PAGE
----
So what they are demanding is logical. Insurance has become the biggest business and all the time they pressurize the government to allow them raising premium for virtually nothing. Even the farmers, it is now known, gets less of insurance benefit and help insurance companies multiply their profits.
Apart there still is plethora of indirect taxes. The 2-rupee road cess on every litre of fuel has been replaced with Rs 8 per litre road and infrastructure cess on petrol and high-speed diesel. This was announced in the Budget 2018. It is to realise Rs 1.13 lakh crore.
There is toll at almost every 20 km. It causes jams, fuel and time loss, delays and puts a heavy burden on all.
When already the people are paying Rs 1.13 lakh crore annually, which was about Rs 32,000 crore till 2017, why should there be a concessionaire to collect toll? And for whom they are collecting?
Sensible government needs to immediately abolish the toll. It is fleecing. It causes delays. It has given to a mafia rise. It leads to law and order problems. As per NHAI collection figures the tolls used to cost the nation approximately Rs 25,000 crore. So why is this huge inflationary levy?
The government should consider doing it away immediately for political and economic reasons. The NHAI expenses are also not transparent, a point the truckers have raised. It means the tolls are bleeding the nation.
And who does it not affect? It hits the farmers, whose products, because of duel levies – fuel cess and tolls – become doubly expensive as also gives the truckers and farmers less margins. It hurts the consumers who have to bear continuously an illegal tax. It does not help either the central or state governments. They have to unnecessarily incur huge expenses to keep the toll gates brawl-free.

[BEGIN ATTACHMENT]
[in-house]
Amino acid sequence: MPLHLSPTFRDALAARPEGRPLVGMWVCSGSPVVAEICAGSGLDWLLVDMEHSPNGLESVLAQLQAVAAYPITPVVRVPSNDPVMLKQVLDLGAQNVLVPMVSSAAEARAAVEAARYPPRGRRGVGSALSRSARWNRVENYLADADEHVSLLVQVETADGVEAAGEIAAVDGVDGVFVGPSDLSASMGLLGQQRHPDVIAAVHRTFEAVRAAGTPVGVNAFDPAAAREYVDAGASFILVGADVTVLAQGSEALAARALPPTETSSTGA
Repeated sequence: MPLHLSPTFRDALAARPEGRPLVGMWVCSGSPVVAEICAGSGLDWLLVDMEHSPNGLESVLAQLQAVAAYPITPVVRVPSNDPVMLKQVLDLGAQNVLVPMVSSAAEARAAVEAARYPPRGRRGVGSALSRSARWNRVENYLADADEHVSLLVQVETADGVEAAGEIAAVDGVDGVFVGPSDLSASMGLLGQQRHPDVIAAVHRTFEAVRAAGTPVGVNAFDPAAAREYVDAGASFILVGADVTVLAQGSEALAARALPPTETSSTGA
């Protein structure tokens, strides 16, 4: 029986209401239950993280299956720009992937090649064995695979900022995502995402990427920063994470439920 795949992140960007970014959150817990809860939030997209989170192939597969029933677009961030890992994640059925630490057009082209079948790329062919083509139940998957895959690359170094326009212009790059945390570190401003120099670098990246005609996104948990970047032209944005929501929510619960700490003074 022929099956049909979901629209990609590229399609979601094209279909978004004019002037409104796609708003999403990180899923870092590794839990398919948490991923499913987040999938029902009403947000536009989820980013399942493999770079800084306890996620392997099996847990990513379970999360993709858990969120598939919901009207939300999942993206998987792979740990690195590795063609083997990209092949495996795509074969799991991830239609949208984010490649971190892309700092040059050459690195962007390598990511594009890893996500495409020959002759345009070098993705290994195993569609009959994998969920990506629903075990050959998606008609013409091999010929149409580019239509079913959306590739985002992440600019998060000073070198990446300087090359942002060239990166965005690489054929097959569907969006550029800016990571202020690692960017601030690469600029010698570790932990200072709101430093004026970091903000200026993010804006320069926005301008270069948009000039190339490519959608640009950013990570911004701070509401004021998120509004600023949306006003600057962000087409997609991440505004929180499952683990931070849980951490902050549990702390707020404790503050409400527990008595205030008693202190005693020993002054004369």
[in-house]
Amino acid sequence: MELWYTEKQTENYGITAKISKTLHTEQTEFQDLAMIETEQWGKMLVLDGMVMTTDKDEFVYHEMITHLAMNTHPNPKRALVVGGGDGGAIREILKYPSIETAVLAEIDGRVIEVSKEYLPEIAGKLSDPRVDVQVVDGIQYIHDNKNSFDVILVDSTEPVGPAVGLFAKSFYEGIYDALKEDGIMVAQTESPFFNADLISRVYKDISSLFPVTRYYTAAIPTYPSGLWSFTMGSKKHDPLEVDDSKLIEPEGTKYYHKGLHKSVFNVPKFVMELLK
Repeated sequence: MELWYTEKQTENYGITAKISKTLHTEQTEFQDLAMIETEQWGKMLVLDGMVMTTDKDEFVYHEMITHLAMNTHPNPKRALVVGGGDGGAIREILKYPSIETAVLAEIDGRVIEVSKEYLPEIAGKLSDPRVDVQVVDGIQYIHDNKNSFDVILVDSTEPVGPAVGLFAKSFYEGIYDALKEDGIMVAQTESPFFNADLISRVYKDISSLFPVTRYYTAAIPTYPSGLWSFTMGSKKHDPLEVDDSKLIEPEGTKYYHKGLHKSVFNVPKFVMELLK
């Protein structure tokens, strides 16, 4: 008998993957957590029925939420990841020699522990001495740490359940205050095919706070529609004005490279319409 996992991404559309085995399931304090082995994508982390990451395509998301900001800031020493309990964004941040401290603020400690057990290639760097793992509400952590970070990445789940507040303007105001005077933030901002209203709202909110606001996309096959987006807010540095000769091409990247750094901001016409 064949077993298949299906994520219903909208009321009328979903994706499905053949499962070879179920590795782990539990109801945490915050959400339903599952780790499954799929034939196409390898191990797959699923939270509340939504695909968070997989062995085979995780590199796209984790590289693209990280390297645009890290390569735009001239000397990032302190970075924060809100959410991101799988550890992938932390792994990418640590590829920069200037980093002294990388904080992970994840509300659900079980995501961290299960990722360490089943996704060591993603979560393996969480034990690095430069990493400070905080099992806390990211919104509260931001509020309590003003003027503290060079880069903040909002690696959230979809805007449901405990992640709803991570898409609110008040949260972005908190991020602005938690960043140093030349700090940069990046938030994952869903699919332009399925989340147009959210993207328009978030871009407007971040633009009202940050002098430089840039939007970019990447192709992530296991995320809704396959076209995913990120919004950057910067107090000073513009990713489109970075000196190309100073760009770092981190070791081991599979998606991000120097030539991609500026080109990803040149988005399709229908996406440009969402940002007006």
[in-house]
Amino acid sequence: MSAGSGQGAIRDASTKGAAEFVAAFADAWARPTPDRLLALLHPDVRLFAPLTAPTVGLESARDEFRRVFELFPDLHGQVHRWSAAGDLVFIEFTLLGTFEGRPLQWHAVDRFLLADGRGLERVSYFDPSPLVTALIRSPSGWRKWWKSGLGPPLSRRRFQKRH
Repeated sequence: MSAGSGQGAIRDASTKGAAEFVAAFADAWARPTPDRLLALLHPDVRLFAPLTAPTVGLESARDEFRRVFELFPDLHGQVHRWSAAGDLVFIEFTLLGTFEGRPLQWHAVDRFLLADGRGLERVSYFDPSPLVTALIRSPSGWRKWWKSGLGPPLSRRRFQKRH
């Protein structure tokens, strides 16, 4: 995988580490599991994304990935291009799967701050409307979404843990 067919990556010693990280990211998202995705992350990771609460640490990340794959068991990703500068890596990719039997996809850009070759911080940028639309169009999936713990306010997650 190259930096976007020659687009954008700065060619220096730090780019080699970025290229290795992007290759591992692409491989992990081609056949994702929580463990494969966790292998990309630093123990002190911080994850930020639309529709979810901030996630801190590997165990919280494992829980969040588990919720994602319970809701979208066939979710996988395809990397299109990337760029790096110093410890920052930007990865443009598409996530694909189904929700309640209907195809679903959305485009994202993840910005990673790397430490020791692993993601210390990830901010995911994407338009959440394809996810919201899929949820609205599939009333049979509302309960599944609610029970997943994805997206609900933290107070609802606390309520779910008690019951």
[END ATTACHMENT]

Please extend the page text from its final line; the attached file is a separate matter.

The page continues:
The NHAI is on record that it does not receive more than one-third of the levies collected by concessionaires. It also means that NHAI does neither need the tolls nor the concessionaires.
The strike is said to cost over Rs 5,000 crore a day to the truckers. In addition manufacturers have been forced to shut down or cut production. It has disrupted supply of essential commodities, particularly vegetables, fruit and dairy products. It is affecting farmers. Many FMCG firms are also facing supply disruption. Even online firms’ supplies are hit.
There is, however, so far no move at Transport Bhavan in Delhi or in states.
This is time to give a serious thought to the fleecing levies being realized. The cess on fuel is itself inflationary. Levies like tolls and GST almost on every tax, including house tax, defy logic. The 2014 poll had promises to do away with income-tax, road tolls and many other taxes. Except GST which has subsumed central levies, most levies remain like that except states having changed their nomenclature.
Now it should be implemented. A toll-free highway journey is the right of the people after imposition of heavy Rs 8 per litre road cess.
An affordable road travel will help all – the farmers, truckers and the people. The sooner it is done would lead to progress and development – the call of the hour.
(By Shivaji Sarkar. Views expressed are personal)